Current Carbon Markets Encourage Global Warming Through Deforestation

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Forests remove carbon dioxide from the atmosphere where it contributes to warming the planet. So protecting and planting more forests is a good way to lower the temperature. However, a new report in the journal Public Library of Science Biology finds that the structure of the current carbon market under the Kyoto Protocol actually encourages deforestation. The problem is that countries with high forest cover and low rates of deforestation (HFLD) have no way to earn carbon credits under current UN schemes. Therefore the PloS Biology report notes,

Without the opportunity to sell carbon credits, HFLD countries would be deprived of a major incentive to maintain low deforestation rates. Since drivers of deforestation are mobile, deforestation reduced elsewhere could shift to HFLD countries, constituting a significant setback to stabilizing global concentrations of greenhouse gases at the lowest possible levels.

Reuters reports:

The Kyoto treaty and other talks on global warming focus on so-called carbon credits for countries and companies that plant new trees where forests have been destroyed. Trees and other plants absorb carbon dioxide, a greenhouse gas emitted by petroleum-fueled vehicles, coal-fired power plants and humans.

At this point, there is no credit for countries that keep the forests they have, the study said.

"The countries that haven't really been the target of deforestation have nothing to sell because they haven't deforested anything," said Gustavo Fonseca, one of the study's authors.

I highlighted this problem in my reporting on the U.N. climate change conference in Nairobi:

The panelists in climate and forests session strongly advocated for including forests as a way to offset carbon emissions. They claimed that protecting forests and encouraging the planting of new forests could offset as much as 20 percent of global CO2 emissions. Forests act as sinks for CO2, that is, they absorb CO2 from the atmosphere as they grow. Furthermore, deforestation itself releases CO2 into the atmosphere. One estimate suggests that burning forests in Malayasia and Indonesia to clear land for palm oil plantations in 1997-98 released in the atmosphere the equivalent of 40 percent of all fossil fuel carbon emissions globally. One panelist Ian Swingland, founder of the Sustainable Forestry Management consultancy, calculates that at $20 per ton that one hectare would earn between $4000 and $10,000 in carbon sequestration services. And this does not take into account values such as preserving biodiversity and watersheds.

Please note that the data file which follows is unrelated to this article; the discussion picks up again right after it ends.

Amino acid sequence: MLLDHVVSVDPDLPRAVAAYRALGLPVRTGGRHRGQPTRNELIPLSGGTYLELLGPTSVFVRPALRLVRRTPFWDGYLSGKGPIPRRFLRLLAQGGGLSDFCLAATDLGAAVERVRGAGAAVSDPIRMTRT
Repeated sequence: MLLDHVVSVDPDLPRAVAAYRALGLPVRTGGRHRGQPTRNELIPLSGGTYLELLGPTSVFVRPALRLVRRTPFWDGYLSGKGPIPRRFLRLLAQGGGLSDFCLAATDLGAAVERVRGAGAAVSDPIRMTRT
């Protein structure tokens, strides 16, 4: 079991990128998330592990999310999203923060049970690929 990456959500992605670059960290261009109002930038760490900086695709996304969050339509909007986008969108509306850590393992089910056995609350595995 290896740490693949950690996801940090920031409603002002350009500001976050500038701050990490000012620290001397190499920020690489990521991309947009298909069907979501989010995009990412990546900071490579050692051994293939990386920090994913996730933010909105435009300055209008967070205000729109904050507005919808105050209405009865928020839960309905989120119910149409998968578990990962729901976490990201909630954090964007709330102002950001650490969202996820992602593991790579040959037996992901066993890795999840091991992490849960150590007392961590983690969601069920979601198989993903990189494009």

In comparison, a typical hectare of forest cleared for pasture earns between $200 and $500 annually. Swingland noted that the annual rate of deforestation was 12 million hectares per year. So he calculated that it would take $48 billion per year to protect 12 million hectares at $4000 per hectare. In comparison the Global Environment Fund is $800 million, only half which was spent on biodiversity protection. I asked Swingland later why pay $4000 when the marginal cost implied by his pasture example would be $500 per hectare? This would mean that it would take $6 billion per year to protect 12 million hectares of forest…

Swingland did point out one the perversities of the Kyoto Protocol. Rich countries that have commitments to cut their emissions can count their forests as sinks and get credit for offsetting CO2 emissions. However, poor countries have no incentives not to cut their forests. Thus the incentives under the Kyoto Protocol are to conserve temperate forests in rich countries while destroying tropical forests in poor countries.

In the original negotiations for the Kyoto Protocol, forests were left out as CO2 offsets because of problems with figuring out how much carbon they actually sequestered. In addition, there is the problem of making sure that governments don't take money to leave their forests standing and then cut their trees anyway. Anders Wijkman, a Swedish Member of the European Parliament, argued that "as long as standing forests have no value, it will be difficult to reverse the trend toward deforestation."

For those of us who favor carbon taxes, incorporating carbon credits for protecting and planting forests is a difficulty. Perhaps carbon emitters could earn tax credits by purchasing carbon sequestration services from private and public owners of forests? It is clear that forests must be included in whatever carbon control system that is eventually adopted.

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  1. Ron,are you talking a world wide carbon tax?Besides soverty issuse,some countries won’t be able to pay at the rate of others.Africa’s a mess,China and India wiil do what’s in their best intrest regardless,same with Russia,the middle east sells oil,and South America is a mixture of all three.that leaves Europe and the U.S.Not enough to effect change.I’m not sure a global carbon tax would pass constitutional muster.

  2. Obviously, what we need to do is subsidize golf courses, which have lots of trees, and provide a public service. That mayor dude in Mississippi that Reason is always beating up on is showing the way.

  3. Obviously, what we need to do is subsidize disc golf courses, which have lots of trees, and provide a public service.

    Fixed that for you.

    If they insist on taking my money, they can at least spend it on something I like.